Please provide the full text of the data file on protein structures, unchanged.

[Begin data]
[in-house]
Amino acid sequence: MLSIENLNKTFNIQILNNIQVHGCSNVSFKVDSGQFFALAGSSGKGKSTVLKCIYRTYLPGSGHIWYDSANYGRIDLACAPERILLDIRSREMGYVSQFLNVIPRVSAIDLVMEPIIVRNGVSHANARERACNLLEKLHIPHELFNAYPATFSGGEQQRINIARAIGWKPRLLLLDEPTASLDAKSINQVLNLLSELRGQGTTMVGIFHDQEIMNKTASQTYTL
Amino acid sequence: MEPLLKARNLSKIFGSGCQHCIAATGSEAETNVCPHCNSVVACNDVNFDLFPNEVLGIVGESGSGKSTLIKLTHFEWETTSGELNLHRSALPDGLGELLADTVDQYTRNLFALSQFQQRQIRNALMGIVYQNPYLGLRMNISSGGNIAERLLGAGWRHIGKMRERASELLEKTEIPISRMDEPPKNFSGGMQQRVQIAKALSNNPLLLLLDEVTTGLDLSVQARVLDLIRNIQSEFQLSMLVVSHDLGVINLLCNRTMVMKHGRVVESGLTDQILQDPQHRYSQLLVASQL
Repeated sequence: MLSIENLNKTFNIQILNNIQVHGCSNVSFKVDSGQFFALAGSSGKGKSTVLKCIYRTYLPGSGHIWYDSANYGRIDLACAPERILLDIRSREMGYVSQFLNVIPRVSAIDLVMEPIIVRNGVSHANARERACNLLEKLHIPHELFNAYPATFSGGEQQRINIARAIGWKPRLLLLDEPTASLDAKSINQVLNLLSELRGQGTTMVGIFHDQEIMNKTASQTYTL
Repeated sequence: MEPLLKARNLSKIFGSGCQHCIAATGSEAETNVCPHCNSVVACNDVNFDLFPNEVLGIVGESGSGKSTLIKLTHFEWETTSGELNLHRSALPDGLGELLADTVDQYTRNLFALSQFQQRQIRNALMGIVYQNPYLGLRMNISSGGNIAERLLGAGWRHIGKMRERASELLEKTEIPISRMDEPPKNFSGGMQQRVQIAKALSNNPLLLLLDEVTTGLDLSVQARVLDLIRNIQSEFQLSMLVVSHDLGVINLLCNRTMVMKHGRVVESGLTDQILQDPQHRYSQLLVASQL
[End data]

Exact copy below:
[in-house]
Amino acid sequence: MLSIENLNKTFNIQILNNIQVHGCSNVSFKVDSGQFFALAGSSGKGKSTVLKCIYRTYLPGSGHIWYDSANYGRIDLACAPERILLDIRSREMGYVSQFLNVIPRVSAIDLVMEPIIVRNGVSHANARERACNLLEKLHIPHELFNAYPATFSGGEQQRINIARAIGWKPRLLLLDEPTASLDAKSINQVLNLLSELRGQGTTMVGIFHDQEIMNKTASQTYTL
Amino acid sequence: MEPLLKARNLSKIFGSGCQHCIAATGSEAETNVCPHCNSVVACNDVNFDLFPNEVLGIVGESGSGKSTLIKLTHFEWETTSGELNLHRSALPDGLGELLADTVDQYTRNLFALSQFQQRQIRNALMGIVYQNPYLGLRMNISSGGNIAERLLGAGWRHIGKMRERASELLEKTEIPISRMDEPPKNFSGGMQQRVQIAKALSNNPLLLLLDEVTTGLDLSVQARVLDLIRNIQSEFQLSMLVVSHDLGVINLLCNRTMVMKHGRVVESGLTDQILQDPQHRYSQLLVASQL
Repeated sequence: MLSIENLNKTFNIQILNNIQVHGCSNVSFKVDSGQFFALAGSSGKGKSTVLKCIYRTYLPGSGHIWYDSANYGRIDLACAPERILLDIRSREMGYVSQFLNVIPRVSAIDLVMEPIIVRNGVSHANARERACNLLEKLHIPHELFNAYPATFSGGEQQRINIARAIGWKPRLLLLDEPTASLDAKSINQVLNLLSELRGQGTTMVGIFHDQEIMNKTASQTYTL
Repeated sequence: MEPLLKARNLSKIFGSGCQHCIAATGSEAETNVCPHCNSVVACNDVNFDLFPNEVLGIVGESGSGKSTLIKLTHFEWETTSGELNLHRSALPDGLGELLADTVDQYTRNLFALSQFQQRQIRNALMGIVYQNPYLGLRMNISSGGNIAERLLGAGWRHIGKMRERASELLEKTEIPISRMDEPPKNFSGGMQQRVQIAKALSNNPLLLLLDEVTTGLDLSVQARVLDLIRNIQSEFQLSMLVVSHDLGVINLLCNRTMVMKHGRVVESGLTDQILQDPQHRYSQLLVASQL